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US Fish & Wildlife Service FieldNotes
SACRAMENTO: Jump Starting an Endangered Population – Riparian Brush Rabbits and Riparian Restoration
Region 8, July 9, 2007
Riparian brush rabbit (Photo:USFWS)
Riparian brush rabbit (Photo:USFWS) - Photo Credit: n/a

Jack Sparks, San Luis NWR and Craig Aubrey, Sacramento FWO

A secretive mammal that makes its home in the dense riparian woodlands of California’s San Joaquin Valley is currently the focus of attention at the San Joaquin River National Wildlife Refuge.  Through intensive habitat restoration and species reintroduction programs at the refuge, there is hope that the highly endangered riparian brush rabbit (Sylvilagus bachmani riparius) will one day flourish in its historic range.  Riparian brush rabbits are endemic to the Valley’s riparian woodlands, but 95 percent of this important habitat has been lost in California.  The last known wild population of the riparian brush rabbit was found in the 1990s along the Stanislaus River in San Joaquin County.  Since 2000, the refuge has worked with the Endangered Species Recovery Program at California State University, Stanislaus, U.S. Bureau of Reclamation, Sacramento Fish and Wildlife Office’s Recovery biologists, California Department of Fish and Game, and others to release and monitor captive-bred rabbits in the refuge’s well-suited dense riparian woodlands.  The ultimate measure of success will be to establish three new self-sustaining populations.

 

Seldom venturing out in the open, the rabbits depend on the heavy cover found in riparian woodlands.  Dense thickets of wild rose and blackberry, covered by canopies of oak and willow, provide protection from predators, such as raptors and coyotes.  Using funds acquired through a variety of sources such as the multi-agency collaborative CALFED Bay-Delta Program and Endangered Species Program Preventing Extinction funds, the refuge has been working with River Partners, Inc. – a non-governmental environmental organization –  to restore riparian habitat by planting over 250,000 native riparian plants on 1,000 acres (405 hectares) of refuge land.  Once mature, these plants will provide a safe haven for the rabbits and a vast assemblage of other native wildlife.  As riparian areas are prone to flooding, the planting design is determined by computer modeling that indicates how potential floodwater would move across the landscape, with flexible flood-tolerant plants placed in the direct path of water.  Large earthen mounds have been constructed to serve as high ground refugia for the rabbits to escape the rising water.  The re-introduced riparian brush rabbit population at the rRefuge is now the largest extant population in the wild, and the restored woodlands at the refuge the largest contiguous block of habitat in the rabbit’s range.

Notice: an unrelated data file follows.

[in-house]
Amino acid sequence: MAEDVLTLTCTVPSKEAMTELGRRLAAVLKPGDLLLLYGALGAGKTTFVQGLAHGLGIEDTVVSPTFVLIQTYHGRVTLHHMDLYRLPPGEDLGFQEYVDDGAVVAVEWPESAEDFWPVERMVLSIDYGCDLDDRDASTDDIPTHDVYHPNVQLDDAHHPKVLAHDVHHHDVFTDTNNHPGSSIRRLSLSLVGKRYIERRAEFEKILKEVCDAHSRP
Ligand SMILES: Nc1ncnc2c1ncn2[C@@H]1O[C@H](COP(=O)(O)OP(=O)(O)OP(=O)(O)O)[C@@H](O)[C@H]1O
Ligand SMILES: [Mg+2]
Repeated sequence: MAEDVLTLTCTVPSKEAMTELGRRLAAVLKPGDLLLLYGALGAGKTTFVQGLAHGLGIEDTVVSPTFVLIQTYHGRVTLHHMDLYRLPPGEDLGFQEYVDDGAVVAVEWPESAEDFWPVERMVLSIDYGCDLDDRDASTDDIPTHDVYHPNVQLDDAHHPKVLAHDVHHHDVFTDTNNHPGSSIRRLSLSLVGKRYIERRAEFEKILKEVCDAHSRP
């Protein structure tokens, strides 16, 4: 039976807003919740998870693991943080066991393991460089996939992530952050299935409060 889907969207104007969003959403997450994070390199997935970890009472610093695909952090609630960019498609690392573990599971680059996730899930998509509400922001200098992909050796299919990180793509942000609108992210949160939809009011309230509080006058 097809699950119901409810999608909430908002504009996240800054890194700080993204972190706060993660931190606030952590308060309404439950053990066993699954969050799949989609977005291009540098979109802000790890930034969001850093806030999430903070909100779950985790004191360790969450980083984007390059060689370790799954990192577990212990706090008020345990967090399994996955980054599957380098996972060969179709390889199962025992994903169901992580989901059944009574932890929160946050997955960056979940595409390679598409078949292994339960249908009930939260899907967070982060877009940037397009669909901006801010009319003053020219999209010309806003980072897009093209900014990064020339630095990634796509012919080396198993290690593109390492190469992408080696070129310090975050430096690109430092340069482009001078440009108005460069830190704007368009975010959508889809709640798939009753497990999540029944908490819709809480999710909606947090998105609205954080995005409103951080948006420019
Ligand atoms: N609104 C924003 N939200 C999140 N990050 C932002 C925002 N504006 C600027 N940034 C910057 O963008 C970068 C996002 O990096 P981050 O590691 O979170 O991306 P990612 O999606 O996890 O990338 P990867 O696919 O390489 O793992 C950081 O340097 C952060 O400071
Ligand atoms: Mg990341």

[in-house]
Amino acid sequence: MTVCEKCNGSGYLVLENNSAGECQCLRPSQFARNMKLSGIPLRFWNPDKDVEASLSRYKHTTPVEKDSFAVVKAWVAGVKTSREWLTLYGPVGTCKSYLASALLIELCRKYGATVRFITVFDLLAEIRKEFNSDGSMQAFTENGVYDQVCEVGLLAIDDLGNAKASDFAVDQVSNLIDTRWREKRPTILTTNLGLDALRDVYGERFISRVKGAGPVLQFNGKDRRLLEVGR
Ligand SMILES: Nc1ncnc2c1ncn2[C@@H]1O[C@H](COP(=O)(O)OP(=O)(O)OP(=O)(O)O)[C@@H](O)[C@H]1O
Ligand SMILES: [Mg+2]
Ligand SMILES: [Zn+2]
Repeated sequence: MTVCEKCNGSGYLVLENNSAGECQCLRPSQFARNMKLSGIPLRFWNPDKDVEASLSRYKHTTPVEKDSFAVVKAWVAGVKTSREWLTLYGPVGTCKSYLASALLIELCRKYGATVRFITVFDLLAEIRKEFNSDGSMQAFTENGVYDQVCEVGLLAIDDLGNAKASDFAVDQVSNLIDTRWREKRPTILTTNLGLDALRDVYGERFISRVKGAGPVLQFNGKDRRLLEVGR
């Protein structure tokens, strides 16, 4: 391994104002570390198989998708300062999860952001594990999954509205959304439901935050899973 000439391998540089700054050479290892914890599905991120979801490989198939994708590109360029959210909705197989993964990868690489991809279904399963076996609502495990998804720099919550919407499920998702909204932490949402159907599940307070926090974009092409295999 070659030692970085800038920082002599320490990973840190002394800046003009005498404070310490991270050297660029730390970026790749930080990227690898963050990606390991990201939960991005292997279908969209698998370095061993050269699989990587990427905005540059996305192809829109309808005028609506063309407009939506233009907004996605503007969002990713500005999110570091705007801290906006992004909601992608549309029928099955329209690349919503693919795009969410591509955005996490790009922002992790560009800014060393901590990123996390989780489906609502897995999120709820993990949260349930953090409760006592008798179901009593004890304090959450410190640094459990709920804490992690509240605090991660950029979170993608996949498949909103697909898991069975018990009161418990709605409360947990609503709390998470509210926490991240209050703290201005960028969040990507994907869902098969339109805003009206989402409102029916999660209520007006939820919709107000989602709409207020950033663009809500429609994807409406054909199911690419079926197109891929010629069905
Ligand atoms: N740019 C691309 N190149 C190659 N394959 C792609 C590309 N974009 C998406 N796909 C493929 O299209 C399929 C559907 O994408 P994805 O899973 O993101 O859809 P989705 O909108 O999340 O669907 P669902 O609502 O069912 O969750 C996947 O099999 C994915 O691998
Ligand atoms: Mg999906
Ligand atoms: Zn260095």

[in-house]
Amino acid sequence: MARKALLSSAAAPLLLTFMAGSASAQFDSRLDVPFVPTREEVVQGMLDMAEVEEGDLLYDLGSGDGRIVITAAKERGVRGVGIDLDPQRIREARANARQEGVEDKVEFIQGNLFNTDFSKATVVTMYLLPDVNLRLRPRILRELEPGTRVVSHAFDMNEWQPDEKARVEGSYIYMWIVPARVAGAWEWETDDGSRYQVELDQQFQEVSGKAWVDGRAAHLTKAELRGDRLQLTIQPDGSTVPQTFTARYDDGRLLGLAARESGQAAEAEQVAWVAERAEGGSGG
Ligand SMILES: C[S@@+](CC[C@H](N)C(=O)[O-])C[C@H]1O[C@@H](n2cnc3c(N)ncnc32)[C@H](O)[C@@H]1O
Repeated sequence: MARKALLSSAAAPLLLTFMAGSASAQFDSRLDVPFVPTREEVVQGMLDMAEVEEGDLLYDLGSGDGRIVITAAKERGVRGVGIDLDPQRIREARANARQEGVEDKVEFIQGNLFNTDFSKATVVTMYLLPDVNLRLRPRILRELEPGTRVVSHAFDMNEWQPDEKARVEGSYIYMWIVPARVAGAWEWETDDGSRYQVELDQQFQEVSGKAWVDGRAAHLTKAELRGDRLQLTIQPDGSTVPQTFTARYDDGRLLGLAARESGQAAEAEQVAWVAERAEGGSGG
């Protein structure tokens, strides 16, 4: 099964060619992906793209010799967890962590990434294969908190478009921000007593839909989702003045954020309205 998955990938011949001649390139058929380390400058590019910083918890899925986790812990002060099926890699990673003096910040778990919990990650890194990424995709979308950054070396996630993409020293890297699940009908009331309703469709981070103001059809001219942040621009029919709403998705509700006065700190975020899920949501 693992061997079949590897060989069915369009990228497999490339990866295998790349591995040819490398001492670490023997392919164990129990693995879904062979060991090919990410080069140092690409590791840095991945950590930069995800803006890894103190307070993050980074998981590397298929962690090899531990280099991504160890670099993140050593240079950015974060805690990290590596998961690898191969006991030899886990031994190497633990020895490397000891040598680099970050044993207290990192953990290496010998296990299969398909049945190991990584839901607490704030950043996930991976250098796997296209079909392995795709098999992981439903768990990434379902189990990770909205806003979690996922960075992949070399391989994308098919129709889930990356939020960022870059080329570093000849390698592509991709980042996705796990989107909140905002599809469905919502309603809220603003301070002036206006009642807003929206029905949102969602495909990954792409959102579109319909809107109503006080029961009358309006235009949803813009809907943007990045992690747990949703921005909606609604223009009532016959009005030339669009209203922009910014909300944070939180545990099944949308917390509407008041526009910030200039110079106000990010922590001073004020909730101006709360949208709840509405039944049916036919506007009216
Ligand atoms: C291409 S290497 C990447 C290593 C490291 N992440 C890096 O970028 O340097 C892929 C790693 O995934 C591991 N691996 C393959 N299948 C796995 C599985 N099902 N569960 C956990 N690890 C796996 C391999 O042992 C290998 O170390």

In addition to activities conducted on lands owned by the Service, the refuge worked with the Sacramento Fish and Wildlife Office’s Recovery biologists to enter into a unique partnership with a private landowner to reintroduce the riparian brush rabbit to a private ranch.  The 2,048 acre (829 hectare) ranch is contiguous with lands being restored by the refuge, and includes some of the last available remaining privately owned riparian habitat available to help recover the rabbit.  Through the ongoing efforts of the Service and its partners, it is hoped that the riparian brush rabbit will one day be recovered.

Contact Info: Scott Flaherty, , Scott_Flaherty@fws.gov